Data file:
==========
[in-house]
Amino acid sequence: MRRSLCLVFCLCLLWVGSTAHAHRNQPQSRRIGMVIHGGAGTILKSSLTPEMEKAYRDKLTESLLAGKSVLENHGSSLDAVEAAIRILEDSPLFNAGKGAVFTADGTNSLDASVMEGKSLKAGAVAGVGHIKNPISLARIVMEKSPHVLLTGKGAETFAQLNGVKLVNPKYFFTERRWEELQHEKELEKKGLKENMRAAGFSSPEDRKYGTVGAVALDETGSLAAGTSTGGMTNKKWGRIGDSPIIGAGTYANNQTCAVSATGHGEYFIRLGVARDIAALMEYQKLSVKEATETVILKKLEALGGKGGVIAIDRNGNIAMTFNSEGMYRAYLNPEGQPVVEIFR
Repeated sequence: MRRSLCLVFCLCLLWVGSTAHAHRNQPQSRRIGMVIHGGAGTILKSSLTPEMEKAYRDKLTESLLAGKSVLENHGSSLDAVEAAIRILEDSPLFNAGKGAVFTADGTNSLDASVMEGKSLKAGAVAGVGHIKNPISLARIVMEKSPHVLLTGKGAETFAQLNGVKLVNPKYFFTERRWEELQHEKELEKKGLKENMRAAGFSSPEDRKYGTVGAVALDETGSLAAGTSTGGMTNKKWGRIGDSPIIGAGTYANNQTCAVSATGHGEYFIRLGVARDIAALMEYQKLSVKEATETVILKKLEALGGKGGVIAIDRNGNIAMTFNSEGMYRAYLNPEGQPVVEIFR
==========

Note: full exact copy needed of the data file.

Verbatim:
[in-house]
Amino acid sequence: MRRSLCLVFCLCLLWVGSTAHAHRNQPQSRRIGMVIHGGAGTILKSSLTPEMEKAYRDKLTESLLAGKSVLENHGSSLDAVEAAIRILEDSPLFNAGKGAVFTADGTNSLDASVMEGKSLKAGAVAGVGHIKNPISLARIVMEKSPHVLLTGKGAETFAQLNGVKLVNPKYFFTERRWEELQHEKELEKKGLKENMRAAGFSSPEDRKYGTVGAVALDETGSLAAGTSTGGMTNKKWGRIGDSPIIGAGTYANNQTCAVSATGHGEYFIRLGVARDIAALMEYQKLSVKEATETVILKKLEALGGKGGVIAIDRNGNIAMTFNSEGMYRAYLNPEGQPVVEIFR
Repeated sequence: MRRSLCLVFCLCLLWVGSTAHAHRNQPQSRRIGMVIHGGAGTILKSSLTPEMEKAYRDKLTESLLAGKSVLENHGSSLDAVEAAIRILEDSPLFNAGKGAVFTADGTNSLDASVMEGKSLKAGAVAGVGHIKNPISLARIVMEKSPHVLLTGKGAETFAQLNGVKLVNPKYFFTERRWEELQHEKELEKKGLKENMRAAGFSSPEDRKYGTVGAVALDETGSLAAGTSTGGMTNKKWGRIGDSPIIGAGTYANNQTCAVSATGHGEYFIRLGVARDIAALMEYQKLSVKEATETVILKKLEALGGKGGVIAIDRNGNIAMTFNSEGMYRAYLNPEGQPVVEIFR